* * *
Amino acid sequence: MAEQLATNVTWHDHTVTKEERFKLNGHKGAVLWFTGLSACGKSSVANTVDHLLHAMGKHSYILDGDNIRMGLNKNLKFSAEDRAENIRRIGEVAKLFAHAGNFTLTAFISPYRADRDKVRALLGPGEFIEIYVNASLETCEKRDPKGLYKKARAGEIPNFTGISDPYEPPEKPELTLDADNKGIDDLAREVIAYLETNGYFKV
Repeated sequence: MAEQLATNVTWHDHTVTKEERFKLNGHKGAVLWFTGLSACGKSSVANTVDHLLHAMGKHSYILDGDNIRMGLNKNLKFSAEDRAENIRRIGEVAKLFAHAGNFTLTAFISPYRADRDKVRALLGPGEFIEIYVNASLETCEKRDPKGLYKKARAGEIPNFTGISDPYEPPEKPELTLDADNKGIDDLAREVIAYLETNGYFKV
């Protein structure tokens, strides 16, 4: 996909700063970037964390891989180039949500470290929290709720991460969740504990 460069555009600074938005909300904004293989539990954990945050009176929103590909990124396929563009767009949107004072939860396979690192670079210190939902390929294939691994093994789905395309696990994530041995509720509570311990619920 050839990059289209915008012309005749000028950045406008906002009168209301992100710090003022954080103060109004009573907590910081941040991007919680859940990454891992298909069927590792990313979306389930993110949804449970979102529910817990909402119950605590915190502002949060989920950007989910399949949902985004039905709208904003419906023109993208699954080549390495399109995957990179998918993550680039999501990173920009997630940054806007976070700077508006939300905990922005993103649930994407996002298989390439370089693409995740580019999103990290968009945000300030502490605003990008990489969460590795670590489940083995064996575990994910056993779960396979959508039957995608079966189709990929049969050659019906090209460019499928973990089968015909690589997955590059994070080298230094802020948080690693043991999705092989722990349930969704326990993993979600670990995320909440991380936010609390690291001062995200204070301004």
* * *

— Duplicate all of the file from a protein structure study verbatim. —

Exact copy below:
Amino acid sequence: MAEQLATNVTWHDHTVTKEERFKLNGHKGAVLWFTGLSACGKSSVANTVDHLLHAMGKHSYILDGDNIRMGLNKNLKFSAEDRAENIRRIGEVAKLFAHAGNFTLTAFISPYRADRDKVRALLGPGEFIEIYVNASLETCEKRDPKGLYKKARAGEIPNFTGISDPYEPPEKPELTLDADNKGIDDLAREVIAYLETNGYFKV
Repeated sequence: MAEQLATNVTWHDHTVTKEERFKLNGHKGAVLWFTGLSACGKSSVANTVDHLLHAMGKHSYILDGDNIRMGLNKNLKFSAEDRAENIRRIGEVAKLFAHAGNFTLTAFISPYRADRDKVRALLGPGEFIEIYVNASLETCEKRDPKGLYKKARAGEIPNFTGISDPYEPPEKPELTLDADNKGIDDLAREVIAYLETNGYFKV
């Protein structure tokens, strides 16, 4: 996909700063970037964390891989180039949500470290929290709720991460969740504990 460069555009600074938005909300904004293989539990954990945050009176929103590909990124396929563009767009949107004072939860396979690192670079210190939902390929294939691994093994789905395309696990994530041995509720509570311990619920 050839990059289209915008012309005749000028950045406008906002009168209301992100710090003022954080103060109004009573907590910081941040991007919680859940990454891992298909069927590792990313979306389930993110949804449970979102529910817990909402119950605590915190502002949060989920950007989910399949949902985004039905709208904003419906023109993208699954080549390495399109995957990179998918993550680039999501990173920009997630940054806007976070700077508006939300905990922005993103649930994407996002298989390439370089693409995740580019999103990290968009945000300030502490605003990008990489969460590795670590489940083995064996575990994910056993779960396979959508039957995608079966189709990929049969050659019906090209460019499928973990089968015909690589997955590059994070080298230094802020948080690693043991999705092989722990349930969704326990993993979600670990995320909440991380936010609390690291001062995200204070301004």